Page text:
Jimmy Greene and Nelba Marquez-Greene honor their daughter Ana Grace, six, at an event. Photo by John Moore, Getty Images
Seven years after a gunman massacred 20 first-graders and six educators at Sandy Hook Elementary School, the victims’ still-grieving families do what they can to abide. Even as school shootings remain a deadly, random constant – this year set a record with 116 – many parents work stubbornly for change through Sandy Hook Promise, focusing on gun safety laws, prevention programs, raising awareness about warning signs, and lobbying politicians for common sense measures like background checks and “Red Flag” laws as a lifelong way to honor the memories of children who will forever be six or seven years old.”
Still, what one calls “the agony of disbelief” tears at them, as does the harsh truth cited by Gabrielle Giffords, herself a shooting victim: “They were children. We failed to keep them safe.” Marie-Claude Duytschaever, grandmother of six-year-old Noah Pozner, affirms the searing “reality of gun violence,” with every death “not an abstraction, not a statistic… Each represents a brutal ending, a gaping hole. Stunned and broken families stand around these holes in ever expanding circles of anguish and grief. The trauma never heals.” And this time of year, many say, is the hardest time.
“My heart breaks all over again with every remembrance,” writes Mark Barden, whose son Daniel, 7, was killed. “It never gets easier.” He describes seven years of “wondering what he might look like now, what new hobbies he might have, writing down memories” and confronting the need to “reacquaint myself” with the fact of Daniel’s death, which “leaves me breathless.” Co-founding Sandy Hook Promise, he says, helped him feel less helpless “by knowing that, every day we’re apart, I’m doing all I can to honor him.” Nelba Marquez-Greene, whose six-year-old daughter Ana Grace was killed, also clings to her work in the community, especially now: “I live somewhere between hope and horror. I try daily to stay on the side of hope. It is a harder walk in December.”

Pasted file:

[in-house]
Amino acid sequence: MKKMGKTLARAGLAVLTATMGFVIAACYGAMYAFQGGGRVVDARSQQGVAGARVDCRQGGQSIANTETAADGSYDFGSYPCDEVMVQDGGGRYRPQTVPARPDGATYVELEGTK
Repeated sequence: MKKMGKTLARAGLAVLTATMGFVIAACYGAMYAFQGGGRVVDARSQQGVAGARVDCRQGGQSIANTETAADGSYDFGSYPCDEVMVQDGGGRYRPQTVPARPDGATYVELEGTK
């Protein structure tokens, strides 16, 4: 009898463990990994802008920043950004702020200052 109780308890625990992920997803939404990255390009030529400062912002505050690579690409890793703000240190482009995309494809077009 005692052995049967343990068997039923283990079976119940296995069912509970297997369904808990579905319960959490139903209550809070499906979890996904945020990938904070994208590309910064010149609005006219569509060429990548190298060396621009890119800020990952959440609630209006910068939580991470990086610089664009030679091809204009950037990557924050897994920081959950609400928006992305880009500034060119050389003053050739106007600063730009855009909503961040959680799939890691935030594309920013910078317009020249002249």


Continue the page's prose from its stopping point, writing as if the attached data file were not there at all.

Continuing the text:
But despite her sustaining belief that “love wins,” she offers a heart-shattering view of those living after the death of a child, when “everyone they know and love is forced to ache.” “To breathe after losing a child to gun violence,” she writes, “is to willingly agree to inhale tiny shards of glass into your lungs.” Because political leaders have failed them, most notably in communities of color – “Black and brown mothers shouldn’t need a dossier of their child’s accomplishments to win America’s compassion after tragedy” – she has passionately declared her own David and Goliath fight against gun violence and the NRA, with our humanity and connectedness the vital weapons. “When I buried Ana, I buried an ill-placed hope in the powerful,” she says. “But I replaced it with a hope in us.”
Mark Barden honors Daniel. Getty Image